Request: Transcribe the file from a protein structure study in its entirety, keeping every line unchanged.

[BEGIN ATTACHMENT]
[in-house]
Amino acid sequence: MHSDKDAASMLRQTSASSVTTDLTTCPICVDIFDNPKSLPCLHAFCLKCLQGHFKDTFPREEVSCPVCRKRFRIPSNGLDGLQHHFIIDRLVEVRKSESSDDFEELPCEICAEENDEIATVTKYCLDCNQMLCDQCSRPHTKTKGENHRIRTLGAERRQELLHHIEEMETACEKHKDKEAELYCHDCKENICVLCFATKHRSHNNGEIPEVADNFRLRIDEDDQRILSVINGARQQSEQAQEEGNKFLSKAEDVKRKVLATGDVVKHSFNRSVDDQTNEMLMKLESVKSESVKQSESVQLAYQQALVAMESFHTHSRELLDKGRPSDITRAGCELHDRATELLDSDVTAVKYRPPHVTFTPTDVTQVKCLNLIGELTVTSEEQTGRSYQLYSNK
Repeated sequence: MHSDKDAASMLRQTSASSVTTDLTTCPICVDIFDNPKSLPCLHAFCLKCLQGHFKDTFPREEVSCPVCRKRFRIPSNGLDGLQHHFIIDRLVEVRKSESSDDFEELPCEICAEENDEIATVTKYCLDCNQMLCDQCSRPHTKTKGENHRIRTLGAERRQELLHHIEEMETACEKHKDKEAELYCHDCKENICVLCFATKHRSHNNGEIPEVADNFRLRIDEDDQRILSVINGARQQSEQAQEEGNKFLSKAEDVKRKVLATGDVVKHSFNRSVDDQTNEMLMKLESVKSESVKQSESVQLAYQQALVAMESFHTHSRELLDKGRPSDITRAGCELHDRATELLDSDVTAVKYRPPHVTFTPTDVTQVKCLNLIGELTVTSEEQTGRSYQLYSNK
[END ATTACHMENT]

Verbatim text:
[in-house]
Amino acid sequence: MHSDKDAASMLRQTSASSVTTDLTTCPICVDIFDNPKSLPCLHAFCLKCLQGHFKDTFPREEVSCPVCRKRFRIPSNGLDGLQHHFIIDRLVEVRKSESSDDFEELPCEICAEENDEIATVTKYCLDCNQMLCDQCSRPHTKTKGENHRIRTLGAERRQELLHHIEEMETACEKHKDKEAELYCHDCKENICVLCFATKHRSHNNGEIPEVADNFRLRIDEDDQRILSVINGARQQSEQAQEEGNKFLSKAEDVKRKVLATGDVVKHSFNRSVDDQTNEMLMKLESVKSESVKQSESVQLAYQQALVAMESFHTHSRELLDKGRPSDITRAGCELHDRATELLDSDVTAVKYRPPHVTFTPTDVTQVKCLNLIGELTVTSEEQTGRSYQLYSNK
Repeated sequence: MHSDKDAASMLRQTSASSVTTDLTTCPICVDIFDNPKSLPCLHAFCLKCLQGHFKDTFPREEVSCPVCRKRFRIPSNGLDGLQHHFIIDRLVEVRKSESSDDFEELPCEICAEENDEIATVTKYCLDCNQMLCDQCSRPHTKTKGENHRIRTLGAERRQELLHHIEEMETACEKHKDKEAELYCHDCKENICVLCFATKHRSHNNGEIPEVADNFRLRIDEDDQRILSVINGARQQSEQAQEEGNKFLSKAEDVKRKVLATGDVVKHSFNRSVDDQTNEMLMKLESVKSESVKQSESVQLAYQQALVAMESFHTHSRELLDKGRPSDITRAGCELHDRATELLDSDVTAVKYRPPHVTFTPTDVTQVKCLNLIGELTVTSEEQTGRSYQLYSNK